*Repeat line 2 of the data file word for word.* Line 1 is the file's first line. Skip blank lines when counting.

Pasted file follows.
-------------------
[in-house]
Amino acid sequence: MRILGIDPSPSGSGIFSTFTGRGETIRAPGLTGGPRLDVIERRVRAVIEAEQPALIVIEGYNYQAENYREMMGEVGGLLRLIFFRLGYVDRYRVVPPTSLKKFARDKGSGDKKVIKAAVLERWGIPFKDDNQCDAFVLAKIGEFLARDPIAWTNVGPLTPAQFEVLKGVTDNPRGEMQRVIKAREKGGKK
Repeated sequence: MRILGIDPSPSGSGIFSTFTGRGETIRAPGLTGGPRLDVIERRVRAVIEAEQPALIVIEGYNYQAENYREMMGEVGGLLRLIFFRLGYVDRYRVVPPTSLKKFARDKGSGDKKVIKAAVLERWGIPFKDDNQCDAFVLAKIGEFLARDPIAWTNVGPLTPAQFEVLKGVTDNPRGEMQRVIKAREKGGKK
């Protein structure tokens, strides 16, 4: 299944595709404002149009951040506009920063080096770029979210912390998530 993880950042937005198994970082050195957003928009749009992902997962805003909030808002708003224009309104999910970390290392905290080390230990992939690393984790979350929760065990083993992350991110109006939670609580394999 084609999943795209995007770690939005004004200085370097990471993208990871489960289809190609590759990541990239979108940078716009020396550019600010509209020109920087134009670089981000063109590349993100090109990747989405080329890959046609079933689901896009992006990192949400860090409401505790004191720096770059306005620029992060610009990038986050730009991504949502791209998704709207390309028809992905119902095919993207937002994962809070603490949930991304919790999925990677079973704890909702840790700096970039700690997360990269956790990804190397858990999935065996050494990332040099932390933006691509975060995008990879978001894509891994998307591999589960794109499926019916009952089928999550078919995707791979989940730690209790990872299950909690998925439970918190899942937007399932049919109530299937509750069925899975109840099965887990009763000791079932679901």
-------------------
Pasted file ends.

Amino acid sequence: MRILGIDPSPSGSGIFSTFTGRGETIRAPGLTGGPRLDVIERRVRAVIEAEQPALIVIEGYNYQAENYREMMGEVGGLLRLIFFRLGYVDRYRVVPPTSLKKFARDKGSGDKKVIKAAVLERWGIPFKDDNQCDAFVLAKIGEFLARDPIAWTNVGPLTPAQFEVLKGVTDNPRGEMQRVIKAREKGGKK